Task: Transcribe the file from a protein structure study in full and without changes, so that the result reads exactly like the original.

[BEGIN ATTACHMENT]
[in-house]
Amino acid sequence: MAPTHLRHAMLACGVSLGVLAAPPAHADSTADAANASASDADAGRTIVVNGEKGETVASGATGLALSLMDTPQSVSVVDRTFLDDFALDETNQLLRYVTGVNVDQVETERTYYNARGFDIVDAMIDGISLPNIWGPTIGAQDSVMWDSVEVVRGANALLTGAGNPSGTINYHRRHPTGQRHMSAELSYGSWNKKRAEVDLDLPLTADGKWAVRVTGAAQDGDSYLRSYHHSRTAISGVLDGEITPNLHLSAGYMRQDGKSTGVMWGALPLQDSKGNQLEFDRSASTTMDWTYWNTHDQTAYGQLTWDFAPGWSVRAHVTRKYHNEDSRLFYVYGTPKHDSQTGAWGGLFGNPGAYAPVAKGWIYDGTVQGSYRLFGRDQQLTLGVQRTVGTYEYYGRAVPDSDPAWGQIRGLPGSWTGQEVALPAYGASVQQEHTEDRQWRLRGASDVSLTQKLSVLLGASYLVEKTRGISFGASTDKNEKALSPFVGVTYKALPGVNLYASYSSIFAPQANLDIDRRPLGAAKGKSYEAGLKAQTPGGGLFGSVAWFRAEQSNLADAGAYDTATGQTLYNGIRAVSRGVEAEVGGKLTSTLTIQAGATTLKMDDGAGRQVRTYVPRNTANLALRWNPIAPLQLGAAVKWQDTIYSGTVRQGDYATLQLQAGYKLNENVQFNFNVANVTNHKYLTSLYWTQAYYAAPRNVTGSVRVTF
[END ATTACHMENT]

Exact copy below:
[in-house]
Amino acid sequence: MAPTHLRHAMLACGVSLGVLAAPPAHADSTADAANASASDADAGRTIVVNGEKGETVASGATGLALSLMDTPQSVSVVDRTFLDDFALDETNQLLRYVTGVNVDQVETERTYYNARGFDIVDAMIDGISLPNIWGPTIGAQDSVMWDSVEVVRGANALLTGAGNPSGTINYHRRHPTGQRHMSAELSYGSWNKKRAEVDLDLPLTADGKWAVRVTGAAQDGDSYLRSYHHSRTAISGVLDGEITPNLHLSAGYMRQDGKSTGVMWGALPLQDSKGNQLEFDRSASTTMDWTYWNTHDQTAYGQLTWDFAPGWSVRAHVTRKYHNEDSRLFYVYGTPKHDSQTGAWGGLFGNPGAYAPVAKGWIYDGTVQGSYRLFGRDQQLTLGVQRTVGTYEYYGRAVPDSDPAWGQIRGLPGSWTGQEVALPAYGASVQQEHTEDRQWRLRGASDVSLTQKLSVLLGASYLVEKTRGISFGASTDKNEKALSPFVGVTYKALPGVNLYASYSSIFAPQANLDIDRRPLGAAKGKSYEAGLKAQTPGGGLFGSVAWFRAEQSNLADAGAYDTATGQTLYNGIRAVSRGVEAEVGGKLTSTLTIQAGATTLKMDDGAGRQVRTYVPRNTANLALRWNPIAPLQLGAAVKWQDTIYSGTVRQGDYATLQLQAGYKLNENVQFNFNVANVTNHKYLTSLYWTQAYYAAPRNVTGSVRVTF